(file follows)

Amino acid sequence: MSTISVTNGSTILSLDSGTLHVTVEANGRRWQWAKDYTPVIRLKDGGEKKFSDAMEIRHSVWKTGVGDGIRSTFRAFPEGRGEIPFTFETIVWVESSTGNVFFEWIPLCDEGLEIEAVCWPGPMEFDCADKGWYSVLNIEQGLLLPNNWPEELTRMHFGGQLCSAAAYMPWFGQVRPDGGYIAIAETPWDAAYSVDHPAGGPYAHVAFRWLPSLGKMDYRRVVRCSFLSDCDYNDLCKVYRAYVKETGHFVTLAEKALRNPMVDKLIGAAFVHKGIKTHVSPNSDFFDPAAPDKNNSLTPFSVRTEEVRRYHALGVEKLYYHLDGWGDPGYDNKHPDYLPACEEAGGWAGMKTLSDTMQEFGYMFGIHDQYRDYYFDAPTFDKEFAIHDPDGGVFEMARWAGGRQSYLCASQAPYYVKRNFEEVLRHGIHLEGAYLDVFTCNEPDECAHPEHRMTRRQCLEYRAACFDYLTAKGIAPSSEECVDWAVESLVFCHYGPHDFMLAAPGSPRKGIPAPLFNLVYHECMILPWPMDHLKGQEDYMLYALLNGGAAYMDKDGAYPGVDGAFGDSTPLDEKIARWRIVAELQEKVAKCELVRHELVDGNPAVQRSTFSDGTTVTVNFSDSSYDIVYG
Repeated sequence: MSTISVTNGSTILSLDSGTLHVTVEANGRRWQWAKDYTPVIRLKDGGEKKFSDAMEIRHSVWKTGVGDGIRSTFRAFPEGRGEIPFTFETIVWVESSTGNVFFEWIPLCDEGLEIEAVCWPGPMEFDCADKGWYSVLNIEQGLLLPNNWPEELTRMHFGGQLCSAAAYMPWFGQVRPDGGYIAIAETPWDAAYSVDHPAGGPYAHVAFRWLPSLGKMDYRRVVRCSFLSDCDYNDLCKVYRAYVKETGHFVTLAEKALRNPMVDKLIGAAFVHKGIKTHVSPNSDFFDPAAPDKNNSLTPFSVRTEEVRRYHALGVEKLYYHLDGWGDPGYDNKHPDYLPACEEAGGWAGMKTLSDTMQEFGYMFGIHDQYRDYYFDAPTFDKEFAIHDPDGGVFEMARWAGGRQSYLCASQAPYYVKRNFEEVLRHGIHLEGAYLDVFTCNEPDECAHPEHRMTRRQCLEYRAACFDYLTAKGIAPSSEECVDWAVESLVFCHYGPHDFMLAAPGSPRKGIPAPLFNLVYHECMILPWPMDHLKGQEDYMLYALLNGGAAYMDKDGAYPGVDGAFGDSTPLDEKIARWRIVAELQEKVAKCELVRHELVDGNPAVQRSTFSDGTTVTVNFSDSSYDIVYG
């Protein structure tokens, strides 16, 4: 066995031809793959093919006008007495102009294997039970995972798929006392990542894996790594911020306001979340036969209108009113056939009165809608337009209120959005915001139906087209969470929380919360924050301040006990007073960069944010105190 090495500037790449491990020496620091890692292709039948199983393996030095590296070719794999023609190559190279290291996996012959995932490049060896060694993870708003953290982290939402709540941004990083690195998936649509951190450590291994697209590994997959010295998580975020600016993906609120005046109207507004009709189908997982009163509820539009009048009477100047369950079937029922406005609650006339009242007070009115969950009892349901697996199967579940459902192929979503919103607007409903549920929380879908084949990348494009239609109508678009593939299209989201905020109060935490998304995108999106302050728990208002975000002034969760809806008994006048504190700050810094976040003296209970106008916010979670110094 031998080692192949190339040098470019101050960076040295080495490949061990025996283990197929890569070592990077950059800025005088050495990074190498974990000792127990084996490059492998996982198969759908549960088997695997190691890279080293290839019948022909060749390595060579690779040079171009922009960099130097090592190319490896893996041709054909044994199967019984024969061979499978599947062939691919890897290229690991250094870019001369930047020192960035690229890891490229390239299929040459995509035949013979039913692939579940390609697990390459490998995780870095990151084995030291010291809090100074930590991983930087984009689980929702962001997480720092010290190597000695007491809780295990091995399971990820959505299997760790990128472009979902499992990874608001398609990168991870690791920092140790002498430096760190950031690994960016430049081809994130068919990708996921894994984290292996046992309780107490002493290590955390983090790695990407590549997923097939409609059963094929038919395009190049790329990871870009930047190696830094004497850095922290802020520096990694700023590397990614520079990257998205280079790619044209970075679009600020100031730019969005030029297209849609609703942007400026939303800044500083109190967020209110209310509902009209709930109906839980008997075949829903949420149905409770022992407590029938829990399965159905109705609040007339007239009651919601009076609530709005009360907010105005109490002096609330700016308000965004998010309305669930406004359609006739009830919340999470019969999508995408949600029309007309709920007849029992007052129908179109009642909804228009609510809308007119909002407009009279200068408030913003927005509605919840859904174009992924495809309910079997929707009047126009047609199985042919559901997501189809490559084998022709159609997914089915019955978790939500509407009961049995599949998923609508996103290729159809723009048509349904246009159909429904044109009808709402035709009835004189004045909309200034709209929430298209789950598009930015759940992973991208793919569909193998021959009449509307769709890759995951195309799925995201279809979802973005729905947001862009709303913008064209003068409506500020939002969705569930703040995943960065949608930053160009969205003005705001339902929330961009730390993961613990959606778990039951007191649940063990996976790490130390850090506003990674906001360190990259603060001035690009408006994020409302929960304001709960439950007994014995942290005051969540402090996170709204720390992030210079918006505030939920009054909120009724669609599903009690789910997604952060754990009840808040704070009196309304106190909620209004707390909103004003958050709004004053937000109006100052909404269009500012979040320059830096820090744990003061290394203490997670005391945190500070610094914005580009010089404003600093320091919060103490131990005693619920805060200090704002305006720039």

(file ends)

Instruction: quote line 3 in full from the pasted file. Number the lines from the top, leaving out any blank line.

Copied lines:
């Protein structure tokens, strides 16, 4: 066995031809793959093919006008007495102009294997039970995972798929006392990542894996790594911020306001979340036969209108009113056939009165809608337009209120959005915001139906087209969470929380919360924050301040006990007073960069944010105190 090495500037790449491990020496620091890692292709039948199983393996030095590296070719794999023609190559190279290291996996012959995932490049060896060694993870708003953290982290939402709540941004990083690195998936649509951190450590291994697209590994997959010295998580975020600016993906609120005046109207507004009709189908997982009163509820539009009048009477100047369950079937029922406005609650006339009242007070009115969950009892349901697996199967579940459902192929979503919103607007409903549920929380879908084949990348494009239609109508678009593939299209989201905020109060935490998304995108999106302050728990208002975000002034969760809806008994006048504190700050810094976040003296209970106008916010979670110094 031998080692192949190339040098470019101050960076040295080495490949061990025996283990197929890569070592990077950059800025005088050495990074190498974990000792127990084996490059492998996982198969759908549960088997695997190691890279080293290839019948022909060749390595060579690779040079171009922009960099130097090592190319490896893996041709054909044994199967019984024969061979499978599947062939691919890897290229690991250094870019001369930047020192960035690229890891490229390239299929040459995509035949013979039913692939579940390609697990390459490998995780870095990151084995030291010291809090100074930590991983930087984009689980929702962001997480720092010290190597000695007491809780295990091995399971990820959505299997760790990128472009979902499992990874608001398609990168991870690791920092140790002498430096760190950031690994960016430049081809994130068919990708996921894994984290292996046992309780107490002493290590955390983090790695990407590549997923097939409609059963094929038919395009190049790329990871870009930047190696830094004497850095922290802020520096990694700023590397990614520079990257998205280079790619044209970075679009600020100031730019969005030029297209849609609703942007400026939303800044500083109190967020209110209310509902009209709930109906839980008997075949829903949420149905409770022992407590029938829990399965159905109705609040007339007239009651919601009076609530709005009360907010105005109490002096609330700016308000965004998010309305669930406004359609006739009830919340999470019969999508995408949600029309007309709920007849029992007052129908179109009642909804228009609510809308007119909002407009009279200068408030913003927005509605919840859904174009992924495809309910079997929707009047126009047609199985042919559901997501189809490559084998022709159609997914089915019955978790939500509407009961049995599949998923609508996103290729159809723009048509349904246009159909429904044109009808709402035709009835004189004045909309200034709209929430298209789950598009930015759940992973991208793919569909193998021959009449509307769709890759995951195309799925995201279809979802973005729905947001862009709303913008064209003068409506500020939002969705569930703040995943960065949608930053160009969205003005705001339902929330961009730390993961613990959606778990039951007191649940063990996976790490130390850090506003990674906001360190990259603060001035690009408006994020409302929960304001709960439950007994014995942290005051969540402090996170709204720390992030210079918006505030939920009054909120009724669609599903009690789910997604952060754990009840808040704070009196309304106190909620209004707390909103004003958050709004004053937000109006100052909404269009500012979040320059830096820090744990003061290394203490997670005391945190500070610094914005580009010089404003600093320091919060103490131990005693619920805060200090704002305006720039």